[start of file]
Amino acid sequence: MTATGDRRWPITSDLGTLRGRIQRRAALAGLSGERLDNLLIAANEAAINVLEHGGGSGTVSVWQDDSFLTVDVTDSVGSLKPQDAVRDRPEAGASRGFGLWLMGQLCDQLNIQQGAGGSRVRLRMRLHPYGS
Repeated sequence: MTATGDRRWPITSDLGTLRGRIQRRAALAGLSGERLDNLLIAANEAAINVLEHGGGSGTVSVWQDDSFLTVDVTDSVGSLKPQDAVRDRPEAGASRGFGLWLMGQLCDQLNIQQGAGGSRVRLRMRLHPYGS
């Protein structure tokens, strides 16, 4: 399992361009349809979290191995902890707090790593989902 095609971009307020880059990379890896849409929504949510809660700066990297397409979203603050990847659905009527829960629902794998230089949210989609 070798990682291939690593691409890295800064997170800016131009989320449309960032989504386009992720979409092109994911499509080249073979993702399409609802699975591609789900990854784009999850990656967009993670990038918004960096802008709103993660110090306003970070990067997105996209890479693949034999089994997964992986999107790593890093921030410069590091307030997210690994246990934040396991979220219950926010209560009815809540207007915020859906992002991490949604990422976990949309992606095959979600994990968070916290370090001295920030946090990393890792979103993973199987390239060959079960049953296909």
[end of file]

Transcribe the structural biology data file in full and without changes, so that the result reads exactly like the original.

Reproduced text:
Amino acid sequence: MTATGDRRWPITSDLGTLRGRIQRRAALAGLSGERLDNLLIAANEAAINVLEHGGGSGTVSVWQDDSFLTVDVTDSVGSLKPQDAVRDRPEAGASRGFGLWLMGQLCDQLNIQQGAGGSRVRLRMRLHPYGS
Repeated sequence: MTATGDRRWPITSDLGTLRGRIQRRAALAGLSGERLDNLLIAANEAAINVLEHGGGSGTVSVWQDDSFLTVDVTDSVGSLKPQDAVRDRPEAGASRGFGLWLMGQLCDQLNIQQGAGGSRVRLRMRLHPYGS
């Protein structure tokens, strides 16, 4: 399992361009349809979290191995902890707090790593989902 095609971009307020880059990379890896849409929504949510809660700066990297397409979203603050990847659905009527829960629902794998230089949210989609 070798990682291939690593691409890295800064997170800016131009989320449309960032989504386009992720979409092109994911499509080249073979993702399409609802699975591609789900990854784009999850990656967009993670990038918004960096802008709103993660110090306003970070990067997105996209890479693949034999089994997964992986999107790593890093921030410069590091307030997210690994246990934040396991979220219950926010209560009815809540207007915020859906992002991490949604990422976990949309992606095959979600994990968070916290370090001295920030946090990393890792979103993973199987390239060959079960049953296909």